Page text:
I was kind of intrigued by the idea that Bunny Girl Senpai was going to move onto a story using Laplace’s Demon. It seemed like the thought experiment could yield a fairly interesting premise. Which mean that it was kind of a disappointment to see them turn what should be an incredibly interesting look at the idea of predestination or at least pre-determinism into an essential ground-hog day type scenario. That isn’t to say what episode 4 delivers isn’t good in its own way, it just seems like they were reaching for that Laplace’s Demon reference (though I guess we could still get back to it later in the arc).
Outside of poking holes at their reference, this episode continues to be a fairly solid showing from an anime that has so far been pretty great (okay, its my favourite this season). However, it did suffer a little in the second half of this episode, primarily because the Sakuta and Mai dynamic that has been one of the big draws for this anime was largely split up and Tomoe is no substitute on screen as her chemistry with Sakuta is questionable at best.
Fortunately, they do seem to be pursuing an ongoing relationship between Sakuta and Mai, it is just a shame that in order to introduce a new girl with problems (I mean we already met her but only kind of superficially) that they need to side-line Mai. And doing so by having her walk in on Sakuta and Tomoe in a compromising situation to walk out without any kind of comment (where did their sassy dialogue go) was just kind of depressing because it is exactly the standard trope we’re all used to and I’m just kind of glad they didn’t also throw a face slap in there for good measure. The Mai and Sakuta moments in the first half of the episode are fantastic as the two share lunch and quippy dialogue. It is just fun listening to them and watching them interact. It was always going to be a near impossible task to make me as interested in anything else in this show and Mai showing up at the end seemingly aware of what actually happened just makes me wonder why she stormed off in the first place.
It doesn’t help that Tomoe’s issues stem from a desire to fit in with her group of friends and not rock the boat. I find this kind of character a little cringey and the lengths she seems willing to go to in order to maintain a farce seems all the more absurd. While I can certainly see this fitting in with the idea of adolescent syndrome, it isn’t exactly a compelling drama to solve and part of me kind of wishes Sakuta had continued to decline her ‘solution’.
As this new arc begins, I’m still really enjoying this anime, however the shine has come off it a little for me which isn’t necessarily a bad thing. Hopefully they have an interesting outcome to this particular story.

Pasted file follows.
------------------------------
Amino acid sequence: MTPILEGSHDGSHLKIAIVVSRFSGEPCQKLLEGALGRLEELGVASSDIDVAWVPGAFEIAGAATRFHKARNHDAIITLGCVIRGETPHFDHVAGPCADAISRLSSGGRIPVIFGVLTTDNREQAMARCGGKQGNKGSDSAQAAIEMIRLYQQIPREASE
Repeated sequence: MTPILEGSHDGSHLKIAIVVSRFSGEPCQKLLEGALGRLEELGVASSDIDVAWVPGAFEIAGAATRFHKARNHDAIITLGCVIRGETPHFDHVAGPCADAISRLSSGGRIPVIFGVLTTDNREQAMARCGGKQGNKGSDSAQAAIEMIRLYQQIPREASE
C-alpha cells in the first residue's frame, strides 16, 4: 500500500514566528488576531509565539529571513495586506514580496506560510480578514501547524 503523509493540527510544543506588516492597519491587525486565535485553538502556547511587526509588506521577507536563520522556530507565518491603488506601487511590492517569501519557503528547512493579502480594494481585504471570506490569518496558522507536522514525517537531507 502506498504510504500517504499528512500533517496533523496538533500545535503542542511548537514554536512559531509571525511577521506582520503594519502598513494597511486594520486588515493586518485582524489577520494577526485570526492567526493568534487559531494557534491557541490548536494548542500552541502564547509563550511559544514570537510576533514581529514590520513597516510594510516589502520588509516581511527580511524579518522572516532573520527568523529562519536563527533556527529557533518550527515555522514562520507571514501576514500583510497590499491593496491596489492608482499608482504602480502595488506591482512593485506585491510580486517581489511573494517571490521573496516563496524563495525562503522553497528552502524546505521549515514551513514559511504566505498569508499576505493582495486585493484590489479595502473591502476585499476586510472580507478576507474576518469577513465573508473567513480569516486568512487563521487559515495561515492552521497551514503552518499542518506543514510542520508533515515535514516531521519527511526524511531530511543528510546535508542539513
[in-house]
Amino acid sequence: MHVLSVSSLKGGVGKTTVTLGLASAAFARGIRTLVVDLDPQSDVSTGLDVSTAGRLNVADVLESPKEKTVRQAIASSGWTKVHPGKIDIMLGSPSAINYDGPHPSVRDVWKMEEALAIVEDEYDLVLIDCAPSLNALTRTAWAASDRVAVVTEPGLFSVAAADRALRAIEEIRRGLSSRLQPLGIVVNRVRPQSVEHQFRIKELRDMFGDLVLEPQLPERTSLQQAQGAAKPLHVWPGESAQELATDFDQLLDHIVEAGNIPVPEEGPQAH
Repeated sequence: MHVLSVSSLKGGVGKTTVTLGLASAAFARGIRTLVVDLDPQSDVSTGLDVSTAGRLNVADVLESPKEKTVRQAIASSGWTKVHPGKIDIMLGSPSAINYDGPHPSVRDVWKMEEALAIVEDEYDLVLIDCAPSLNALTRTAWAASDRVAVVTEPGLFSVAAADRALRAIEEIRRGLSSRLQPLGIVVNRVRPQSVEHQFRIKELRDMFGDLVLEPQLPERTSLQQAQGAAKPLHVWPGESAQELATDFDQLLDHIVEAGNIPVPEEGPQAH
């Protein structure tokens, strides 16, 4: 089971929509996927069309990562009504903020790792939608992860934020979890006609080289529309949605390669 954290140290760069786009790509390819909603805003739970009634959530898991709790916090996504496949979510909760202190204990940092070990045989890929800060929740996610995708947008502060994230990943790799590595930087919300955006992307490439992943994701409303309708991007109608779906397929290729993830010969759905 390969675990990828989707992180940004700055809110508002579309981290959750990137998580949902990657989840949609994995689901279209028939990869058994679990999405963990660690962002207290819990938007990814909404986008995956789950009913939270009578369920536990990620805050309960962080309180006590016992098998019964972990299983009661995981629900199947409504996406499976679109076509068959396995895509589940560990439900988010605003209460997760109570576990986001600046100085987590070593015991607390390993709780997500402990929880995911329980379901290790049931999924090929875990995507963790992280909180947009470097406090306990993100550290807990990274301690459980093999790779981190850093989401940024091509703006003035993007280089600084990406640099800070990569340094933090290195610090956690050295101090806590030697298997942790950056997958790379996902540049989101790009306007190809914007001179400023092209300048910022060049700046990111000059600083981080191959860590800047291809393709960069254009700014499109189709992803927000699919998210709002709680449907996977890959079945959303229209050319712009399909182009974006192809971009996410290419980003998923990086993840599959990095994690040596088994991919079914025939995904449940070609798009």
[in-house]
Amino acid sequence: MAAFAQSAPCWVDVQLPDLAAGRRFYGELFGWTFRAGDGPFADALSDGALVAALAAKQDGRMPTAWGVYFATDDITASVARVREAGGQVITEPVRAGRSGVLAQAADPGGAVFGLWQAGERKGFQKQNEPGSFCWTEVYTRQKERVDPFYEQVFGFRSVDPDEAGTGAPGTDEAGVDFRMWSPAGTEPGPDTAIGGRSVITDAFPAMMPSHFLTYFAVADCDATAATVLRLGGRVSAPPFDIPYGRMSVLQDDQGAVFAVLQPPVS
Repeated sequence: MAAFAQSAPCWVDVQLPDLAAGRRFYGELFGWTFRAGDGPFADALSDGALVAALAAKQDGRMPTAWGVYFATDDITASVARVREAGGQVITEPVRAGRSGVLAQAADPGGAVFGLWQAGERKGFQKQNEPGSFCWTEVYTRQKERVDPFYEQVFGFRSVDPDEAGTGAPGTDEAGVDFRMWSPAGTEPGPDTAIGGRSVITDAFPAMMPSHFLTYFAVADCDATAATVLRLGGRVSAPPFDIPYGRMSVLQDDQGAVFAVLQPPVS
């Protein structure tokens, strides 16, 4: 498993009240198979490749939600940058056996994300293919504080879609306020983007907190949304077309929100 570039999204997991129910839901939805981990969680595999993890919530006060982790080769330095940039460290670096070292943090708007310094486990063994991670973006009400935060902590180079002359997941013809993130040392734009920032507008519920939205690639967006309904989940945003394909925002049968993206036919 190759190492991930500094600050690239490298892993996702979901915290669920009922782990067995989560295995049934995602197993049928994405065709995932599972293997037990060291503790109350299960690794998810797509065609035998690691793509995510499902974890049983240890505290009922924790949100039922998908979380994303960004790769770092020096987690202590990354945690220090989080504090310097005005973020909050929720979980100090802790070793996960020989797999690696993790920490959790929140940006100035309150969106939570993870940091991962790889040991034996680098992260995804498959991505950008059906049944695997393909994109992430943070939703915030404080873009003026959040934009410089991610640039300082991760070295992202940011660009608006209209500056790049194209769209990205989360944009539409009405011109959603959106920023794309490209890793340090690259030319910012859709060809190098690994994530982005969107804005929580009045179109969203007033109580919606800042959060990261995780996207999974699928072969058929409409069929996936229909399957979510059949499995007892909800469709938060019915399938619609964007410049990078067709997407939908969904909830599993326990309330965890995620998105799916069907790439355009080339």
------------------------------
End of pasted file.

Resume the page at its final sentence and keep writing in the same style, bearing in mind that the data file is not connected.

Sakuta and Mai may very well have become my favourite couple this year during this episode. It isn’t that they are actually overly sweet on each other, though there are definitely those cute moments and I particularly loved Mai helping Sakuta catch some sleep and letting him know he’d done enough (okay, technically she drugged him so there might be some sort of issue there). No, it is just the atmosphere around the two of them and the way their dialogue flows back and forth with an ease and comfort that just makes them a pleasure to see together and to listen to. The give and take in the dialogue and in their actions just creates a beautiful chemistry that makes this episode a fairly solid third episode despite a few minor niggles along the way (please stop letting the characters run, they aren’t good at making it look like they are actually moving forward).
Outside of just how great spending time with this pair of characters is, this episode gave a very satisfying, if slightly cringe-worthy, conclusion to the mystery of Mai’s disappearance. There’s enough emotional tension built up and while you could get quite critical of Sakuta’s solution if you wanted to be really jaded about the whole thing, or if it just didn’t emotionally work for you, I really loved the moment finding it the perfect cap to three episodes I’ve thoroughly enjoyed.
But, that leaves us with the problem of the rest of the season. None of us really knew what we were getting with this show and the whole bunny-girl thing put me off looking for information about the title so I’ve really been flying blind. While I thought they would stretch this mystery out longer, I’m really glad they didn’t and there’s still plenty to wonder about as it is quite clear Mai’s isn’t the only case of weird things happening. And, the anime does point a direction for the rest of the season.